some much-needed clarity to an often confusing state of affairs.

There seems to be a lot of misunderstanding of new fiber types
across the industry - even some confusion about what to call
them. For example, G.652, SMF-28, CW1505x, NDSF - these terms
could all apply to the same fiber. G.652 is an International
Telecommunication Union (ITU-T) recommendation number; SMF-28 is
a manufacturer's (Corning) brand name; CW1505x is an example of a
customer's (BT) specification; and non-dispersion-shifted fiber
is a description of the product's distinguishing technical
characteristics. No wonder people get confused - and that's just
talking about the "standard" singlemode fiber that's been around
for years.

Generally, our training courses here at OTT concentrate on offi-
cial standards - so we tend to refer to the different fiber types
by their ITU-T designations. What follows is a brief rundown of
the various fiber types and what they're best at. Bear in mind,
though, that the fiber standards highlighted here have been put
together by committees, whose conclusions generally represent the
lowest common denominator in terms of fiber performance. In most
respects, leading manufacturers should be able to beat the
minimum performance requirements with ease.

G.652: This is the original singlemode fiber with a simple 
step-index structure. It has zero chromatic dispersion near 1310 nm
and works very well at that wavelength. While this is fine for
applications over moderate distances (up to 50 km), the fiber's
lowest-loss wavelengths are around 1550 nm for long-reach systems
-- which complicates things somewhat. Incidentally, the current
version of the ITU recommendation has three different grades of
performance specified for different applications.

G.653: Dispersion-shifted fiber was developed to address this
conflict between best bandwidth at one wavelength and lowest loss
at another. So, using a more complex structure in the core region
and a very small core area, the wavelength of zero chromatic
dispersion was shifted up to 1550 nm to coincide with the lowest
losses in the fiber. The result? High-bandwidth, long-distance
transmission operating in the 1550 nm window. But there's a
catch: G.653 only works well for single-channel systems.

Unfortunately, the small-core characteristics of G.653 aren't
really compatible with two technologies which, over the course of
the past decade, have become key building blocks of the fiber-
optic network - i.e. the optical-fiber amplifier and dense
wavelength-division multiplexing (DWDM). Fiber amplifiers give us
much higher power levels, allowing extended transmission distances. 
DWDM, on the other hand, provides much higher bandwidth by 
squeezing a large number of wavelength channels down the same
fiber simultaneously.

The G.653 problem arises as a result of a high power concentra-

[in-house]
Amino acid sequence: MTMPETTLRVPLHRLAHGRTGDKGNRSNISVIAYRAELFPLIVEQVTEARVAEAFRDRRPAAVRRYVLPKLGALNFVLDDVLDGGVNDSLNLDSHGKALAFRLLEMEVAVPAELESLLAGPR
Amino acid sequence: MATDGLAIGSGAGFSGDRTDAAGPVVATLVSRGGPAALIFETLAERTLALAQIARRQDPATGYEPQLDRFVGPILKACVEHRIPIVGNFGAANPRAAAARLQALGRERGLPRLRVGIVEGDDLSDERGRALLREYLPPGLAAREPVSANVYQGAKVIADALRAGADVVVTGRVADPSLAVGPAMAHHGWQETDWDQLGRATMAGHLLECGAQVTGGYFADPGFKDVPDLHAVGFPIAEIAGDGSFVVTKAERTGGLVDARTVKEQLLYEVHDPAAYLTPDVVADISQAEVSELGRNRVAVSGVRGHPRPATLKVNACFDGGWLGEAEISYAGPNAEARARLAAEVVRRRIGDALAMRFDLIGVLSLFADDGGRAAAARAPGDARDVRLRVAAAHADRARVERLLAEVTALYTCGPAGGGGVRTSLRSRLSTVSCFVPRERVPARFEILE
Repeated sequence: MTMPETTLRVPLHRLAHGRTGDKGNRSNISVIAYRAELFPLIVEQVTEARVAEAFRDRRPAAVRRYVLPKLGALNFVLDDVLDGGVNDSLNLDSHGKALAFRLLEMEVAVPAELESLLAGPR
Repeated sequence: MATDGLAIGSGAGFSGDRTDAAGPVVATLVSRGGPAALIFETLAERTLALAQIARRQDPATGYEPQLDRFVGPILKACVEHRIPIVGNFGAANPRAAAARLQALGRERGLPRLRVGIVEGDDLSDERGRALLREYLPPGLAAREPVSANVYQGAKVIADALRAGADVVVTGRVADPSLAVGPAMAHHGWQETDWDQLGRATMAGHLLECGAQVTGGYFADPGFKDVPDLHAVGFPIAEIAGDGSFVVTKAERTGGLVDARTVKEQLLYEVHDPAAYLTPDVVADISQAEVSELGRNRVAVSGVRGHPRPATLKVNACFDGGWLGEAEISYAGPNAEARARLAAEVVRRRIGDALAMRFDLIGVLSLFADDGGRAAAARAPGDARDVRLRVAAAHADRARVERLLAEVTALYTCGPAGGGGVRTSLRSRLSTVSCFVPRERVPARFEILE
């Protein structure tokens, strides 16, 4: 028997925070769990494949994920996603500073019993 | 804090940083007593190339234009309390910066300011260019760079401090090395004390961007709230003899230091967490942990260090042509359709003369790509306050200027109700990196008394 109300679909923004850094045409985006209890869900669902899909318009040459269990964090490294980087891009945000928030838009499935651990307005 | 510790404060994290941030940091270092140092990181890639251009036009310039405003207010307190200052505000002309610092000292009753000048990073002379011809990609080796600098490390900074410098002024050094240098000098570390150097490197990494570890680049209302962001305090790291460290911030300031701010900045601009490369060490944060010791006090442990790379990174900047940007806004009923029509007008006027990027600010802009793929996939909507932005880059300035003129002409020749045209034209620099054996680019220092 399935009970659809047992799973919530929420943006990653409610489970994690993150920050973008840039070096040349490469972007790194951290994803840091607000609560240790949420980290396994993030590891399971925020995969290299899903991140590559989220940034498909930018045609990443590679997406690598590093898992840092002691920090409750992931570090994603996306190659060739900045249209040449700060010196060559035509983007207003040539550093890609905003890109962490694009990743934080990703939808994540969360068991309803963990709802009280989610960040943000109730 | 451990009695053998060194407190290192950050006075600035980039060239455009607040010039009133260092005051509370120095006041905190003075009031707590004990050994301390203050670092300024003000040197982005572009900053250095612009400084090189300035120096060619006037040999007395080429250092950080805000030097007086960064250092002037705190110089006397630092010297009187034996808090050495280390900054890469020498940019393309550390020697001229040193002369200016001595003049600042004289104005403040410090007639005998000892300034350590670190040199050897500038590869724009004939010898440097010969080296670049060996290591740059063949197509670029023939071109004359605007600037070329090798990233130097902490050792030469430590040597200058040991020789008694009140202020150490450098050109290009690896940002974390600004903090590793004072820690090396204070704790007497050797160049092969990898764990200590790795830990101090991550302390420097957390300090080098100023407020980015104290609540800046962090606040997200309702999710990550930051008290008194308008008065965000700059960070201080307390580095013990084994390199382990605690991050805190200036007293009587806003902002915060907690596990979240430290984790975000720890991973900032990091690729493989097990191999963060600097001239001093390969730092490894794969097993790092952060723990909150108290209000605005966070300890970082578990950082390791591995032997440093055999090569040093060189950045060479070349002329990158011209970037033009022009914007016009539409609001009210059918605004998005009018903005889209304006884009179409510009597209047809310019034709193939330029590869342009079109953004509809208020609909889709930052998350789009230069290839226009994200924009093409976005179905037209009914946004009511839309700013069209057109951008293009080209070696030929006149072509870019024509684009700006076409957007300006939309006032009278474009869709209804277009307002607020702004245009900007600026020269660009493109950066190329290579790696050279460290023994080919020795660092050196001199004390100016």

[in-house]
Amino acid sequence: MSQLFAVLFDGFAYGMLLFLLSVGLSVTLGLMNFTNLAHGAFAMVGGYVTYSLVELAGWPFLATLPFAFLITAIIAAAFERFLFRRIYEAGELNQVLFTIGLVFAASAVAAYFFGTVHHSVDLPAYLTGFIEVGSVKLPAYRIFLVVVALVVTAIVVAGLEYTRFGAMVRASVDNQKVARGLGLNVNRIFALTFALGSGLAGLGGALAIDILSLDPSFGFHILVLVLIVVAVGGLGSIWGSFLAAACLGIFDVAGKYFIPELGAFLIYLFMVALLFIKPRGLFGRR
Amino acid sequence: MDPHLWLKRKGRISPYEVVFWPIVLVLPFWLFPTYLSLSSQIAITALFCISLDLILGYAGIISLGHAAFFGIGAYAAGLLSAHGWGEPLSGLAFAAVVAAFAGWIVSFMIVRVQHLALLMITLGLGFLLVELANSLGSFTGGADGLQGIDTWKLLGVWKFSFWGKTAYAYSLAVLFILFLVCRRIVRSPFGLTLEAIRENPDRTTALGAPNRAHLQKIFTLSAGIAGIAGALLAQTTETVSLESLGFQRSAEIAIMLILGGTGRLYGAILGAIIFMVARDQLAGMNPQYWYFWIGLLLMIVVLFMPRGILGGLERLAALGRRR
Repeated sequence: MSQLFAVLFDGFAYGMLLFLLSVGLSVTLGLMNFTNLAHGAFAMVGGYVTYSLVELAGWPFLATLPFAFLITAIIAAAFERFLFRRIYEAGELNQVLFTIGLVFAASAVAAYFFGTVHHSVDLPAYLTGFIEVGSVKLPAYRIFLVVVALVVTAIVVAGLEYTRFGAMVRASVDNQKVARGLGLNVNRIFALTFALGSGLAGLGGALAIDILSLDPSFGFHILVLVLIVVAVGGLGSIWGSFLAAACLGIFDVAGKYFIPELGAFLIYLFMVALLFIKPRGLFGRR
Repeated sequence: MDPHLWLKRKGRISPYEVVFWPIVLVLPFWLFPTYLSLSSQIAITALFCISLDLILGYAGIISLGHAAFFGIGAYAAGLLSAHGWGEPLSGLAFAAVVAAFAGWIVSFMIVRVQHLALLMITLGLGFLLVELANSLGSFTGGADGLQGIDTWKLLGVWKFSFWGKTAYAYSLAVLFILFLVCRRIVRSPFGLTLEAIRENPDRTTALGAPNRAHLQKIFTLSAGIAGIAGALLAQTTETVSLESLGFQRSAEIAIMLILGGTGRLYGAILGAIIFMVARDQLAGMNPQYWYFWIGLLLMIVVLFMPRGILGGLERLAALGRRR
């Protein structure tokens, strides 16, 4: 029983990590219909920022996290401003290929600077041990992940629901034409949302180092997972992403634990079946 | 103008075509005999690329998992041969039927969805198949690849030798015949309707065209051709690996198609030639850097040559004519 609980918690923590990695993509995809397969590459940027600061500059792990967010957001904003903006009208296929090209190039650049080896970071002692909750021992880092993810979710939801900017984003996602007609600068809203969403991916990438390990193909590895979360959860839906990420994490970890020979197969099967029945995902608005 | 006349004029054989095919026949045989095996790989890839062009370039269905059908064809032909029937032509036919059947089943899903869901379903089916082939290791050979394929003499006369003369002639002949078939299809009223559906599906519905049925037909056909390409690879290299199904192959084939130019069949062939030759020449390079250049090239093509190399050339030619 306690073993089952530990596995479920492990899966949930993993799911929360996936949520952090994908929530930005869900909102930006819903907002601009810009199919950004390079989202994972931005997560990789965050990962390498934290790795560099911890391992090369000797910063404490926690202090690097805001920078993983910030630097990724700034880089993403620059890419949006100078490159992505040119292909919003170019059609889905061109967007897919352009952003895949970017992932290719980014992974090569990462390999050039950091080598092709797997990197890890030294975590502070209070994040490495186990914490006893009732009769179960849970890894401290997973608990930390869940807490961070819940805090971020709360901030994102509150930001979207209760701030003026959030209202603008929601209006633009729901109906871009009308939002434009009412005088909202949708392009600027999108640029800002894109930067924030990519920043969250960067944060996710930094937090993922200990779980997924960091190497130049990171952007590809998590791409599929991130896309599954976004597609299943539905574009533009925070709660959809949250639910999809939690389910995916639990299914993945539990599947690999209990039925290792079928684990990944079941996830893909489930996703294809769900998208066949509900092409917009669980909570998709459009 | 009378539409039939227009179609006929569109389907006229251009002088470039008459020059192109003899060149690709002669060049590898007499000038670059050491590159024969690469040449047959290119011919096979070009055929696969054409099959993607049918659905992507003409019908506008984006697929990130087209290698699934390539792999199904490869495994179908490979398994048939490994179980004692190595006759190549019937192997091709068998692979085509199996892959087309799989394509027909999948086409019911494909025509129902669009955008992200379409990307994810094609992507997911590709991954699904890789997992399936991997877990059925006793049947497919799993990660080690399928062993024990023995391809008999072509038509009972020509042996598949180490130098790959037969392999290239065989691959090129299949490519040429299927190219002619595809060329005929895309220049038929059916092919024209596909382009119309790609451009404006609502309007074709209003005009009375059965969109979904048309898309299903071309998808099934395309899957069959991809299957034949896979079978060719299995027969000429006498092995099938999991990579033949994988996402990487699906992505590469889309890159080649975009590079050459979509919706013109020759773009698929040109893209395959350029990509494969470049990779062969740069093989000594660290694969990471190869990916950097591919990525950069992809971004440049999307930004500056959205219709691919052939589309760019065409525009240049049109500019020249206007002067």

tion in the fiber core, which in turn generates nonlinear ef-
fects. One of the most troublesome, four-wave mixing, occurs in a
DWDM system with zero chromatic dispersion, causing unacceptable
crosstalk and interference between channels.

G.655: This was developed as a fiber type that's optimized for
long-haul DWDM transmission at wavelengths of around 1550 nm. It
has a small, controlled amount of chromatic dispersion in the C-
band (1530-1560 nm), where amplifiers work best, and has a larger
core area than G.653 fiber. These characteristics combat the
problems associated with four-wave mixing and other nonlinear ef-
fects. This fiber type is known as non-zero dispersion-shifted
fiber (NZDSF).

G.654: "What about G.654? You've missed that one out!" is a ques-
tion that regularly crops up at this point in our training
courses. G.654 is a specialty fiber that was developed primarily
for subsea applications. It can handle higher power levels, hav-
ing a larger core area, but usually also has high chromatic
dispersion at 1550 nm. It is not designed to operate at 1310nm at

G.651: For completeness, we probably ought to mention G.651. This
is a multimode fiber with a 50 micron core. It's not currently
found much in telecom systems, though it could make a comeback in
access networks [note: Bredband used this fiber type in a Fiber-
to-the-Home pilot network in Eindhoven. I designed it ;-) ERa].

Clearly, in a short column like this, it's impossible to deal ex-
haustively with all of the ramifications of the different fiber
types, let alone the variations that exist between different ven-
dors' offerings for each class of fiber.

The bottom line is this: there is no substitute for information.
In other words, always make sure that you know which fiber type
you're dealing with and treat it accordingly.

Cisco's wavelength graph

Cisco's loss v wavelength
First window 800 - 900 nm
Second window1250 - 1350 nm
C-band1530 - 1565 nm
L-band1570 - 1610 nm

This table lifted from a Cisco data sheet

It highlights that you can get four lanes either with four fiber strands, or with wavelength multiplexing.



Connector Type


40GBASE-SR4, 4 lanes, 850 nm MMF



40GBASE-LR4, 1310 nm, SMF



40GBASE-SR-BiDi, duplex MMF



40GBASE-SR-BiDi, duplex MMF, Monitor



40GBASE-SR4, 4 lanes, 850 nm MMF



Fabric Extender, 4 lanes, 850 nm MMF



40GBASE-CSR4, 4 lanes, 850 nm MMF



40GBASE-LR4-Lite, 1310 nm, SMF






40GBASE-LR4, 1310 nm, SMF with OTU3 data-rate support



40GBASE-ER4, 1310 nm, SMF with OTU3 data-rate support


QSFP-4SFP10G-CU (0.5M,1M,2M, 3M,4M, 5M)

QSFP to 4 SFP+ copper break-out cables


QSFP-4X10G-AC (7M, 10M)

QSFP-H40G-CU (0.5M,1M,2M, 3M,4M, 5M)

QSFP to QSFP copper direct-attach cables

QSFP-H40G-ACU (7M, 10M)

QSFP-4X10G-AOC (1M, 2M, 3M, 5M, 7M, 10M)

QSFP to four SFP+ active optical breakout cables

QSFP-H40G-AOC (1M, 2M, 3M, 5M, 7M, 10M, 15M, 20M, 25M, 30M)

QSFP to QSFP active optical cables


QSFP 40G to SFP+ 10G adapter